Echium vulgare

Viper's bugloss

Also known as:


Family: Boraginaceae

Origin: Eurasia

Close up of Vipers Bugloss flowers.
Viper's bugloss flowers are pink when they are young and then mature to blue in colour. Flowers appear from spring to mid-summer.
Photo credit: Jackie Miles and Max Campbell

Regional Pest Management Plan (RPMP) status

  • Not a legally declared pest

View more about the RPMP statuses

General description

Erect biennial or perennial herb < 1.2. m tall. Stems are stiff and covered in bristly hairs. Leaves are hairy, stalkless and initially < 15 cm long, elongated and produced in a basal rosette, with bumpy upper surfaces. Later leaves are borne on the stem and are smaller and alternate. Flowers are pink in bud, becoming blue, tubular and borne in tapering spike-like heads in November – January.

What you need to know

Although viper’s bugloss is not a legally declared pest plant, it may still be invasive in some situations. Consider lower-risk alternatives for your garden, such as native plants.


Disturbed sites, riparian margins, grassland, pasture, gardens, wasteland, roadsides.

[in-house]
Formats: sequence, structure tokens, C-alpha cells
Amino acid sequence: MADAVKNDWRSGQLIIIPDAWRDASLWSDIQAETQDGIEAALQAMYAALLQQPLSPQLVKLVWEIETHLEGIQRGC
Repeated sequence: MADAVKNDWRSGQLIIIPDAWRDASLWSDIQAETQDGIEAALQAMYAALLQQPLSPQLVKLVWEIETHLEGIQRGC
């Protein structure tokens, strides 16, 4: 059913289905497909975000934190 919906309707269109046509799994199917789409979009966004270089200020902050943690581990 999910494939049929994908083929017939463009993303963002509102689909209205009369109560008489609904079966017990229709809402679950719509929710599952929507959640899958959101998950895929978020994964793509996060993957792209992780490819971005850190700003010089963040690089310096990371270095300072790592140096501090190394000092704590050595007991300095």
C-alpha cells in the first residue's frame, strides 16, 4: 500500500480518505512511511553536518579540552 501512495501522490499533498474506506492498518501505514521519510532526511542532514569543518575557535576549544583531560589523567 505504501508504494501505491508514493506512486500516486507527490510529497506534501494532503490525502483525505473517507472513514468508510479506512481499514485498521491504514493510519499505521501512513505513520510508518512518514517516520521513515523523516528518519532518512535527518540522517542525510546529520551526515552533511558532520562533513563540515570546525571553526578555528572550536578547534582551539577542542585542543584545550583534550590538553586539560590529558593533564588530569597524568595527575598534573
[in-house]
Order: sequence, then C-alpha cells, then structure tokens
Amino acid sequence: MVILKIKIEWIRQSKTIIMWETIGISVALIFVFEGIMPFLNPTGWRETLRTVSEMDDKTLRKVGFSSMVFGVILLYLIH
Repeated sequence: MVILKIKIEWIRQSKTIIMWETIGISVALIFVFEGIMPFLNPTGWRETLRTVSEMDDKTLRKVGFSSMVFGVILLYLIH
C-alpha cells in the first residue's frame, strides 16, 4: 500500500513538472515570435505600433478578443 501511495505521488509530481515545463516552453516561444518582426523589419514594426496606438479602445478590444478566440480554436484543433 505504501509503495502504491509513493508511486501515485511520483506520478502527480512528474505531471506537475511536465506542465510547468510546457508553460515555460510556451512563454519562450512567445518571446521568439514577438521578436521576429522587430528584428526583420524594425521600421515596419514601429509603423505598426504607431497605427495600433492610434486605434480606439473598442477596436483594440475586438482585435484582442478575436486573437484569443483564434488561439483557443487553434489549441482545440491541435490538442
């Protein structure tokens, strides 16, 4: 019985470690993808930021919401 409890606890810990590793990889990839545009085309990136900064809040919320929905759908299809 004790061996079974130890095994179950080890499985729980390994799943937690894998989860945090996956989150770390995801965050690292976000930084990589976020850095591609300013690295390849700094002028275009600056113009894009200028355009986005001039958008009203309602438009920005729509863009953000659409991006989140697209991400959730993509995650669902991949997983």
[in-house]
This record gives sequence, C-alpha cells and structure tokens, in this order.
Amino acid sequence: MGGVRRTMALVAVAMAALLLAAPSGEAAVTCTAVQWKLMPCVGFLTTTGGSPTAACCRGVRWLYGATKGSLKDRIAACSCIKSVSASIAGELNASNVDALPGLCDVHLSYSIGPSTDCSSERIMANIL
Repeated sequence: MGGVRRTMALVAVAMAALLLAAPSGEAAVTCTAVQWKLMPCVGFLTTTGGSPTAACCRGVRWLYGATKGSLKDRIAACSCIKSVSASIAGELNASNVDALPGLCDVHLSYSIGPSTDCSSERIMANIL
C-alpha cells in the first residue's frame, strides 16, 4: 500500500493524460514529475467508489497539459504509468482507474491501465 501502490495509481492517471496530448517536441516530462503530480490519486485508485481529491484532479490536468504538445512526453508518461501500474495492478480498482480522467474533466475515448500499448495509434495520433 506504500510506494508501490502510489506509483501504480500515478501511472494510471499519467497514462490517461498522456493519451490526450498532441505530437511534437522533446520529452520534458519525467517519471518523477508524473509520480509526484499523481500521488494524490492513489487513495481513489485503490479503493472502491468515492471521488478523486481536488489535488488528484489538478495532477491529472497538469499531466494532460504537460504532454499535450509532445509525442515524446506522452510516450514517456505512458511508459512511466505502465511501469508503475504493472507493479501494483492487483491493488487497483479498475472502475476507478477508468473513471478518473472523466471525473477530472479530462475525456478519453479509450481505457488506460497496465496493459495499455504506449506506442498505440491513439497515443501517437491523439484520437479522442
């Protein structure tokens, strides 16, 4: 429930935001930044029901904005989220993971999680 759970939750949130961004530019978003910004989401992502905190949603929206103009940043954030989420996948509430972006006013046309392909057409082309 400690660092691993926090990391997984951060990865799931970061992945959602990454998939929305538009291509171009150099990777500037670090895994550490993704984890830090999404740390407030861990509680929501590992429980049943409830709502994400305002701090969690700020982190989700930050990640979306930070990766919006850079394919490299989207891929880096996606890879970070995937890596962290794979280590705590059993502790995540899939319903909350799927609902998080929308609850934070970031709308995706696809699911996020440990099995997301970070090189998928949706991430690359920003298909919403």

Seeds dispersed by wind, water and animals. Human-mediated dispersal through dumping of garden waste.

Impact on environment

Can form dense infestations, competing with native vegetation. Reduces pasture productivity and can be poisonous to livestock.


Site Management

Follow up treated areas 3 times per year. Encourage natural regeneration of native plants or replant treated areas where possible after 2-3 treatments to establish dense ground cover and minimise reinvasion.

Recommended approaches

Physical control

Method: Dig out.

Plant parts requiring disposal: Seeds.

Disposal options: Remove to greenwaste or landfill.


Biocontrol is currently not available for this species.

Community agrichemical control recommendations

Basic Growsafe certified: Foliar spray seedlings with 1g metsulfuron-methyl per 10L of water.

Caution: When using any herbicide or pesticide please read the label thoroughly to ensure that all instructions and safety requirements are followed.

An immature Vipers Bugloss plant.
Not a legally declared pest plant in Auckland but has the potential to be weedy. Viper's bugloss tends to grow fast and can grow in many environments.
Photo credit: Jackie Miles and Max Campbell
Vipers Bugloss with newly opening flowers.
An upright herb that can grow for many years in the right conditions. Viper's bugloss grows up to 1.2m tall and stems and leaves are covered in small bristly hairs.
Photo credit: Jackie Miles and Max Campbell
Stand of dead Vipers Bugloss showing old seed heads.
Seeds are dispersed by wind, water and animals, and can spread from dumped garden waste. Viper's bugloss can be poisonous if eaten by cattle.
Photo credit: Jackie Miles and Max Campbell